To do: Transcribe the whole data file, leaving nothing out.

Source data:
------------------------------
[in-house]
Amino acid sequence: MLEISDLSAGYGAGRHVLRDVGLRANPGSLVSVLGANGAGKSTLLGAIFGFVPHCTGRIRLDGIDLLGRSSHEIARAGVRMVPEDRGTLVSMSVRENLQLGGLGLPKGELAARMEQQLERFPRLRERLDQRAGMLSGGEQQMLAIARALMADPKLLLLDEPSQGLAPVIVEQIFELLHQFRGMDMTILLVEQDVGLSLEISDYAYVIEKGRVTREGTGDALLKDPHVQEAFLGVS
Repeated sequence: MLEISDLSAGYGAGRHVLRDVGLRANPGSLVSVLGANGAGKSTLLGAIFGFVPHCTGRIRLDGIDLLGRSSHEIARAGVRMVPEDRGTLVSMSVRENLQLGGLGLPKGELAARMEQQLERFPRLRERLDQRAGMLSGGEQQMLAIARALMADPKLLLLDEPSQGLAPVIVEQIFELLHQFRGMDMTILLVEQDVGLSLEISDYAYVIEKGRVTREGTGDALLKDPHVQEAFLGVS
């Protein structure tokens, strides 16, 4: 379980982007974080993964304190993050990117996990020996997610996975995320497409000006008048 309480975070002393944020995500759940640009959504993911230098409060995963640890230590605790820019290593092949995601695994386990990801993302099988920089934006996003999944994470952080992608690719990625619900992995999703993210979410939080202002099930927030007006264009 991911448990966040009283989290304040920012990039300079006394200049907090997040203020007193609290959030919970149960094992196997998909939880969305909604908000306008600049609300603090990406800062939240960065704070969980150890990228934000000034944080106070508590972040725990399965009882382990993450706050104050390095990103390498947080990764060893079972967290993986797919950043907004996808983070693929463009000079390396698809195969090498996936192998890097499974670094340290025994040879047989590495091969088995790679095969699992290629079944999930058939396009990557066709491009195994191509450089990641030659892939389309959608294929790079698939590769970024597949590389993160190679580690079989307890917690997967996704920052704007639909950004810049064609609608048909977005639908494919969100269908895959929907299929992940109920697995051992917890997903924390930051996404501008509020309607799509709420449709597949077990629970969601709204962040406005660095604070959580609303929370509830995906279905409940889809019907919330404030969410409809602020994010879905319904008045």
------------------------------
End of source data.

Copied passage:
[in-house]
Amino acid sequence: MLEISDLSAGYGAGRHVLRDVGLRANPGSLVSVLGANGAGKSTLLGAIFGFVPHCTGRIRLDGIDLLGRSSHEIARAGVRMVPEDRGTLVSMSVRENLQLGGLGLPKGELAARMEQQLERFPRLRERLDQRAGMLSGGEQQMLAIARALMADPKLLLLDEPSQGLAPVIVEQIFELLHQFRGMDMTILLVEQDVGLSLEISDYAYVIEKGRVTREGTGDALLKDPHVQEAFLGVS
Repeated sequence: MLEISDLSAGYGAGRHVLRDVGLRANPGSLVSVLGANGAGKSTLLGAIFGFVPHCTGRIRLDGIDLLGRSSHEIARAGVRMVPEDRGTLVSMSVRENLQLGGLGLPKGELAARMEQQLERFPRLRERLDQRAGMLSGGEQQMLAIARALMADPKLLLLDEPSQGLAPVIVEQIFELLHQFRGMDMTILLVEQDVGLSLEISDYAYVIEKGRVTREGTGDALLKDPHVQEAFLGVS
């Protein structure tokens, strides 16, 4: 379980982007974080993964304190993050990117996990020996997610996975995320497409000006008048 309480975070002393944020995500759940640009959504993911230098409060995963640890230590605790820019290593092949995601695994386990990801993302099988920089934006996003999944994470952080992608690719990625619900992995999703993210979410939080202002099930927030007006264009 991911448990966040009283989290304040920012990039300079006394200049907090997040203020007193609290959030919970149960094992196997998909939880969305909604908000306008600049609300603090990406800062939240960065704070969980150890990228934000000034944080106070508590972040725990399965009882382990993450706050104050390095990103390498947080990764060893079972967290993986797919950043907004996808983070693929463009000079390396698809195969090498996936192998890097499974670094340290025994040879047989590495091969088995790679095969699992290629079944999930058939396009990557066709491009195994191509450089990641030659892939389309959608294929790079698939590769970024597949590389993160190679580690079989307890917690997967996704920052704007639909950004810049064609609608048909977005639908494919969100269908895959929907299929992940109920697995051992917890997903924390930051996404501008509020309607799509709420449709597949077990629970969601709204962040406005660095604070959580609303929370509830995906279905409940889809019907919330404030969410409809602020994010879905319904008045």